Takeaway: The Board allowed Patent Owner to use a portion of its Reply to the Opposition to the Motion to Amend to address arguments made by Petitioner in its Reply to the Patent Owner Response regarding swearing behind of one of the references, because the argument applies to both the Motion to Amend and the original claims.
In its Order, the Board summarized a call regarding Patent Owner’s request for a sur-reply brief regarding the issue of the date of invention of one of the references relied on in the Petition. With its Patent Owner Response, Patent Owner included a declaration from the inventor of the ’804 Patent, “swearing behind” one of the references relied on in the Petition.
In the Reply to the Patent Owner’s Response, Petitioner contested Patent Owner’s attempt to swear behind the reference. Patent Owner highlighted arguments made by Petitioner that Patent Owner “could not have anticipated.” Therefore, Patent Owner argued that it could not have addressed these issues in its Patent Owner Response. Further, Patent Owner stated that it bears the burden of proof on the date of invention issue, and thus, should be given the last word. Petitioner opposed the request.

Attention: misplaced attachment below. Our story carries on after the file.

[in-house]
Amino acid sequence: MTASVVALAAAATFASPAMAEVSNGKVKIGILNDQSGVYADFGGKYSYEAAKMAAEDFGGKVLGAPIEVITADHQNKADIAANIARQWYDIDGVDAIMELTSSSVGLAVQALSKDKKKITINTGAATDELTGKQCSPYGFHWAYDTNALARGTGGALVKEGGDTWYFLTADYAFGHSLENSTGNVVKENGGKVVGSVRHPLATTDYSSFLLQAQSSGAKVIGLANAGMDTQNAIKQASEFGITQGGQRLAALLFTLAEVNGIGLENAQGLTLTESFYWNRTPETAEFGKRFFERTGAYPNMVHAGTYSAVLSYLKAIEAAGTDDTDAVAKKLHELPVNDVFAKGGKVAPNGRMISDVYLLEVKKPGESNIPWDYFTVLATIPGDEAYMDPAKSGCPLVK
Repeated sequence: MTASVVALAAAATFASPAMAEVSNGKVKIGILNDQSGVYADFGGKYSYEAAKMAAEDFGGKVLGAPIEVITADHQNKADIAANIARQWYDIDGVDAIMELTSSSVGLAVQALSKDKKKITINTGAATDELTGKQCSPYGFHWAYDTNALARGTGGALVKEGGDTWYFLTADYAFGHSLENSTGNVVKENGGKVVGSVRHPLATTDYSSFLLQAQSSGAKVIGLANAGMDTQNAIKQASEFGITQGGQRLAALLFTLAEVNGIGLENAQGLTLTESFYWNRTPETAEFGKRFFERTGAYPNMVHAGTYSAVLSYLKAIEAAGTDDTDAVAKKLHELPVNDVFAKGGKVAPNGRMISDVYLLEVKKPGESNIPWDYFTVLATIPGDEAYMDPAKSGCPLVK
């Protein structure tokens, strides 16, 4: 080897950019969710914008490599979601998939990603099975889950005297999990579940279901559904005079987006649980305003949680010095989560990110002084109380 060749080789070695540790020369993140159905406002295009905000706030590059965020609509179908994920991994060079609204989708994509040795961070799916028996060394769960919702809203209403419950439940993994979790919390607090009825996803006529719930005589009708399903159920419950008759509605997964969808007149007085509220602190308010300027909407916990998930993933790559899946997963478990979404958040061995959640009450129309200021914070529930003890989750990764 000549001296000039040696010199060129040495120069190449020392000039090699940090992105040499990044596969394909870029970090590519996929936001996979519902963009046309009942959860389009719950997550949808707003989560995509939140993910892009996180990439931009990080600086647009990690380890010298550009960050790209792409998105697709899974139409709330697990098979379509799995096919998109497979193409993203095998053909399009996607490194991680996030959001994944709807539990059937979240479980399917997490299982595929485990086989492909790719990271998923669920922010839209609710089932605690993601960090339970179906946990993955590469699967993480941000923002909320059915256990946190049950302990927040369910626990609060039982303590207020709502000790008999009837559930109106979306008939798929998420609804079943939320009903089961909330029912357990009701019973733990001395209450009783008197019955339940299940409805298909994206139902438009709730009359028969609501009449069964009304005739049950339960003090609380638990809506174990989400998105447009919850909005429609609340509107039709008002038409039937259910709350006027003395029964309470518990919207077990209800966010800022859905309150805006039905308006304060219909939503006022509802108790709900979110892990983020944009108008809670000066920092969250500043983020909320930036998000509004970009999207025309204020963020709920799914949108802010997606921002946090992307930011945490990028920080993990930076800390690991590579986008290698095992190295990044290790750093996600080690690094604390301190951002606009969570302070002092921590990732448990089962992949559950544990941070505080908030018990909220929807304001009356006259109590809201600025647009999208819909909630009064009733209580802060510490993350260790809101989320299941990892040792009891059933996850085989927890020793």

The Board clarified that Patent Owner does not bear the burden of proof to antedate a reference. While Patent Owner has the burden of production, Petitioner retains the ultimate burden of proof on the ultimate issue of unpatentability. The Board pointed out that Patent Owner does bear the burden of proof on whether its proposed amended claims are patentable. Thus, the Board stated that Patent Owner could include arguments regarding the invention date in its Reply to the Opposition to the Motion to Amend, and that the Board could consider the argument for the original claims as well. Therefore, the Board granted Patent Owner an additional two pages for its Reply to the Opposition to the Motion to Amend, in lieu of the requested sur-reply brief.
Patent Owner also requested to file a motion for observation on cross-examination of Petitioner’s witnesses with respect to the original claims. Motions for observation are a mechanism for a party to draw the Board’s attention to relevant cross-examination of a reply witness. Thus, the Board granted Patent Owner’s request with respect to the original claims, but not with respect to the date of invention issue.
Neste Oil OYJ v. REG Synthetic Fuels, LLC, IPR2013-00578
Paper 29: Order on Conduct of Proceedings
Dated: September 9, 2014
Before: Rama G. Elluru, Sheridan K. Snedden, and Christopher L. Crumbley
Written by: Crumbley